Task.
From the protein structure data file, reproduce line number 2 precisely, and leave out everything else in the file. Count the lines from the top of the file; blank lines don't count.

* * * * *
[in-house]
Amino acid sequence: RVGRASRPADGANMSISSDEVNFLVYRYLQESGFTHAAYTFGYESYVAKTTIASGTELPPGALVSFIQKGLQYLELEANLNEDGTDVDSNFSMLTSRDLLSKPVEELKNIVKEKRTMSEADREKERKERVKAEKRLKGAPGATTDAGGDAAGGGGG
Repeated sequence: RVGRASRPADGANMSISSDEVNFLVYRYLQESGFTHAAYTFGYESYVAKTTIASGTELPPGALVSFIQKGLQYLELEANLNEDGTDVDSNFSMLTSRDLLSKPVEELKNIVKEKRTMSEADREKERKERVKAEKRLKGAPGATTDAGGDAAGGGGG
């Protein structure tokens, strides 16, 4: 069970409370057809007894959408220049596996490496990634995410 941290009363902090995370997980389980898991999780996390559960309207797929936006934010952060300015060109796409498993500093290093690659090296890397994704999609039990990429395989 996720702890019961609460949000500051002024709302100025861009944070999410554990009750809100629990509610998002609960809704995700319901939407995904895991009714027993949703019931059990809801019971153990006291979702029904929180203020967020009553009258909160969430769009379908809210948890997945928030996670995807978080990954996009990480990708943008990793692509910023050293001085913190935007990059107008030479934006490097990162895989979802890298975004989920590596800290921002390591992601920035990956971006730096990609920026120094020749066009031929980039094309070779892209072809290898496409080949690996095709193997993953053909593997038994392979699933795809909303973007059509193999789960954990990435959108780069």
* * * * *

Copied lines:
Amino acid sequence: RVGRASRPADGANMSISSDEVNFLVYRYLQESGFTHAAYTFGYESYVAKTTIASGTELPPGALVSFIQKGLQYLELEANLNEDGTDVDSNFSMLTSRDLLSKPVEELKNIVKEKRTMSEADREKERKERVKAEKRLKGAPGATTDAGGDAAGGGGG